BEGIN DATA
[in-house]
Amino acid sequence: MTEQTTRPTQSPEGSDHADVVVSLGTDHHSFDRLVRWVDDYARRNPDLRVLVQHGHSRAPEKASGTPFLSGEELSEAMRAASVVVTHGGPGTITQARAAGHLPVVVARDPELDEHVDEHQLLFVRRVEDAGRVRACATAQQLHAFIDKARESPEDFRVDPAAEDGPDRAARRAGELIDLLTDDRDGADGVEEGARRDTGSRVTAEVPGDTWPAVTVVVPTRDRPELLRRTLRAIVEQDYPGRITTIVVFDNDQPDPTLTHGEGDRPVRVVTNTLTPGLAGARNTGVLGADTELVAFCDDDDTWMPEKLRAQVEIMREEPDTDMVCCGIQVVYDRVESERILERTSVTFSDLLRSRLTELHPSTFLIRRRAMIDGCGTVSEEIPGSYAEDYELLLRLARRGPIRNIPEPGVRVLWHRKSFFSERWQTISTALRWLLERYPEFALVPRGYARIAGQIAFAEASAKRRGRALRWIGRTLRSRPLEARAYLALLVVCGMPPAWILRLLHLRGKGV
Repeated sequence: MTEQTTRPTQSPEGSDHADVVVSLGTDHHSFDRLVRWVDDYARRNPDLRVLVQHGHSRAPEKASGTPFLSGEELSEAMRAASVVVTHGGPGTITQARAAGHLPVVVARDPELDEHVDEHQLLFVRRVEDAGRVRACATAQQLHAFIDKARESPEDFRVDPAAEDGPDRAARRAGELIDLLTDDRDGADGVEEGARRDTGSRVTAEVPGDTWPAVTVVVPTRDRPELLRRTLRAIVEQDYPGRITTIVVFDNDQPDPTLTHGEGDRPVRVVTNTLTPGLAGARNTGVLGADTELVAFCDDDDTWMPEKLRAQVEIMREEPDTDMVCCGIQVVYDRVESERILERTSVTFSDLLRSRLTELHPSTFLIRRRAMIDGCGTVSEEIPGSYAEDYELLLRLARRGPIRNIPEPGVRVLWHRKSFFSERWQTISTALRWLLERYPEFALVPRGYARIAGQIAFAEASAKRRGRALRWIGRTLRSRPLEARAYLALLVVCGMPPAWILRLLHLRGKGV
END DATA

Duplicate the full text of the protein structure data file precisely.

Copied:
[in-house]
Amino acid sequence: MTEQTTRPTQSPEGSDHADVVVSLGTDHHSFDRLVRWVDDYARRNPDLRVLVQHGHSRAPEKASGTPFLSGEELSEAMRAASVVVTHGGPGTITQARAAGHLPVVVARDPELDEHVDEHQLLFVRRVEDAGRVRACATAQQLHAFIDKARESPEDFRVDPAAEDGPDRAARRAGELIDLLTDDRDGADGVEEGARRDTGSRVTAEVPGDTWPAVTVVVPTRDRPELLRRTLRAIVEQDYPGRITTIVVFDNDQPDPTLTHGEGDRPVRVVTNTLTPGLAGARNTGVLGADTELVAFCDDDDTWMPEKLRAQVEIMREEPDTDMVCCGIQVVYDRVESERILERTSVTFSDLLRSRLTELHPSTFLIRRRAMIDGCGTVSEEIPGSYAEDYELLLRLARRGPIRNIPEPGVRVLWHRKSFFSERWQTISTALRWLLERYPEFALVPRGYARIAGQIAFAEASAKRRGRALRWIGRTLRSRPLEARAYLALLVVCGMPPAWILRLLHLRGKGV
Repeated sequence: MTEQTTRPTQSPEGSDHADVVVSLGTDHHSFDRLVRWVDDYARRNPDLRVLVQHGHSRAPEKASGTPFLSGEELSEAMRAASVVVTHGGPGTITQARAAGHLPVVVARDPELDEHVDEHQLLFVRRVEDAGRVRACATAQQLHAFIDKARESPEDFRVDPAAEDGPDRAARRAGELIDLLTDDRDGADGVEEGARRDTGSRVTAEVPGDTWPAVTVVVPTRDRPELLRRTLRAIVEQDYPGRITTIVVFDNDQPDPTLTHGEGDRPVRVVTNTLTPGLAGARNTGVLGADTELVAFCDDDDTWMPEKLRAQVEIMREEPDTDMVCCGIQVVYDRVESERILERTSVTFSDLLRSRLTELHPSTFLIRRRAMIDGCGTVSEEIPGSYAEDYELLLRLARRGPIRNIPEPGVRVLWHRKSFFSERWQTISTALRWLLERYPEFALVPRGYARIAGQIAFAEASAKRRGRALRWIGRTLRSRPLEARAYLALLVVCGMPPAWILRLLHLRGKGV